ore than 10 million Americans applied for unemployment benefits during the last two weeks of March. That is more claims initiated in a two-week period than during the entire 18-month period of the 2008 Great Recession. Approximately 75% of Americans live paycheck-to-paycheck. And 45% have no savings at all. These precipitous job losses hold the prospect of a large-scale humanitarian disaster. At the very least, they will place an unprecedented stress on social services across the country. We already see the demand at food banks rising dramatically, with some seeing food requests of eight times what they were a few months ago. San Diego–and the Jewish community in San Diego–will experience its share of the pain. Economists estimate that 350,000 people in the county will lose their jobs as a result of COVID-19. As businesses of all kinds close or severely curtail service, the number of San Diegans who are without a paycheck is growing. But rent is due. Prescriptions need to be refilled. Families need groceries to eat. First responders need safe childcare, so they can work in the hospitals and clinics that are facing a flood of patients. Before COVID-19, there were nearly 10,000 Jewish households living on the edge. With COVID-19, that number is rising significantly. What’s to be done? Meeting the societal challenges presented by COVID-19 requires government aid, business adaptiveness and philanthropy’s flexibility. The Federal government committed $2.2 trillion to help individuals, families, businesses and nonprofits. These funds are a start, but they won’t be enough.

Businesses can do their part as well. Now is a good time to adapt Hillel’s Golden Rule: What is hateful to you, do not do to your neighbor. If you are a business owner, you probably need your vendors to relax payment terms. Do the same for your customers. Better to receive late and lower payments than to see your customer go into bankruptcy and your entire investment become worthless. Ultimately, patience will prevent bankruptcies–and you will likely get your money or most of it, albeit later than preferred. Even if all business owners were able to act with this compassion, and government aid is delivered, needs will remain. Philanthropy is fast and flexible capital. The needs are now. Your charitable dollars can help where restricted government dollars cannot. We will undoubtedly see remarkable innovation in social service delivery. Philanthropy can fund these ideas until they are proven and scalable. Extrapolating from national statistics, San Diegans likely donated over $4 billion to charity annually in recent years. We need San Diegans to step up in a big way in 2020. A challenge of this magnitude facing our community requires a central response. The three largest philanthropic funders supporting San Diego’s Jewish community–the Jewish Community Foundation, Jewish Federation of San Diego and Leichtag Foundation–have joined together to establish the San Diego Jewish Community COVID-19 Emergency Fund to meet the community’s growing needs. Governed by a task force of lay and professional leaders, the Emergency Fund is working with organizations in our community to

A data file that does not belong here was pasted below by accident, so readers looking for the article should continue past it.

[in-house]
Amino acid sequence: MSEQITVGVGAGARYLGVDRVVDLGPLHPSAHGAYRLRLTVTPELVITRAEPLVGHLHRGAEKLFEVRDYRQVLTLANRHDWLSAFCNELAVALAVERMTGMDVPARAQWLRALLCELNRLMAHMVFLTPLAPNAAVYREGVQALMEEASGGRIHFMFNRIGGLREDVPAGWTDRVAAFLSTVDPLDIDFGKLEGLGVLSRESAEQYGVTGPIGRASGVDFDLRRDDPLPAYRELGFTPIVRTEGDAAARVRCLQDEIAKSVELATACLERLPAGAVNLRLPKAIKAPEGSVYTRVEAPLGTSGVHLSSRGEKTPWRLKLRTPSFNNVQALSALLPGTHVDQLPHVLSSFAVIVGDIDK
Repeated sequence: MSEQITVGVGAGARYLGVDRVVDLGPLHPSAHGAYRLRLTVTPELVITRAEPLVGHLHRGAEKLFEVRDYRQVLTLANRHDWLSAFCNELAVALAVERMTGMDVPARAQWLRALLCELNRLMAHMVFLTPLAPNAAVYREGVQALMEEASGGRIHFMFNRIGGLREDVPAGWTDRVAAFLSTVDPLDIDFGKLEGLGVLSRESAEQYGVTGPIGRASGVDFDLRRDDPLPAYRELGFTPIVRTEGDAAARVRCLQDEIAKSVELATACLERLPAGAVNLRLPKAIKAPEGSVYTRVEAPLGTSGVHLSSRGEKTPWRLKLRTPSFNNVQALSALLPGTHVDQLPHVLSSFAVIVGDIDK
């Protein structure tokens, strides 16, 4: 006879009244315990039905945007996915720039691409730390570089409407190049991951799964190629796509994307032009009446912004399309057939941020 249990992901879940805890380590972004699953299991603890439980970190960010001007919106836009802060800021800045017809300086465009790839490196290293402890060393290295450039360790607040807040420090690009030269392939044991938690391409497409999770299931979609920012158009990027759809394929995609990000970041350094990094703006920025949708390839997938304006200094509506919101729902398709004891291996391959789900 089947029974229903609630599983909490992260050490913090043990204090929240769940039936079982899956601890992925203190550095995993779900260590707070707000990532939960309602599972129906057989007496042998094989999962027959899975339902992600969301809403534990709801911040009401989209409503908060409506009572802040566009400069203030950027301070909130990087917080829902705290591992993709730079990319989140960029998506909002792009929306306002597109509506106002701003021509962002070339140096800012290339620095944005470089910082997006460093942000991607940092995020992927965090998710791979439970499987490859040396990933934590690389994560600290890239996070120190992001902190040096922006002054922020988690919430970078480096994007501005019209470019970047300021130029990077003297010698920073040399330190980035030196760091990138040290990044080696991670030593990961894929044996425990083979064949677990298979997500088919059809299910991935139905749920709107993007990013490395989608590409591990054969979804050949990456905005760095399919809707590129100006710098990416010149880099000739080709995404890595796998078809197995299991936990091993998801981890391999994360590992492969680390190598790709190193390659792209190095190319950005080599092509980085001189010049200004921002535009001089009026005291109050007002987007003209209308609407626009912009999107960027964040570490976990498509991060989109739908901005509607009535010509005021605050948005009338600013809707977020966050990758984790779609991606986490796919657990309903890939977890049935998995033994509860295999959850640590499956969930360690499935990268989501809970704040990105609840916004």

help individuals and families meet their basic human needs in the face of severely curtailed income or no income at all. We also want to ensure that Jewish organizations are not forced to make hasty decisions in these very challenging times that could have longterm, negative ramifications. And, at least at this point, to the extent we can, we want to enable our community organizations to make their payrolls–better to keep those who work for Jewish organizations employed with a paycheck than make grants to cover their basic human needs. The fund is striving not to cover costs that government aid will cover, but it is making interest-free “bridge loans” to help organizations cover the gap until federal aid is available. Philanthropic dollars are precious and should be used where no other funds are available. By making these bridge loans, repayable from government funding, the emergency fund is meeting needs today, while preserving funds for longer term challenges. As bridge loans are repaid, we will reloan or grant the dollars based on the situation at that time. That’s double the impact for every dollar. Government aid will not be felt immediately. Philanthropy can meet the immediate existential needs of individuals and families literally unable to put food on the table. Business can help minimize the number of people who find themselves in that predicament. We must all do our part. A Beth Sirull is the President and CEO of the Jewish Community Foundation of San Diego, Miriam and Jerome Katzin Presidential Chair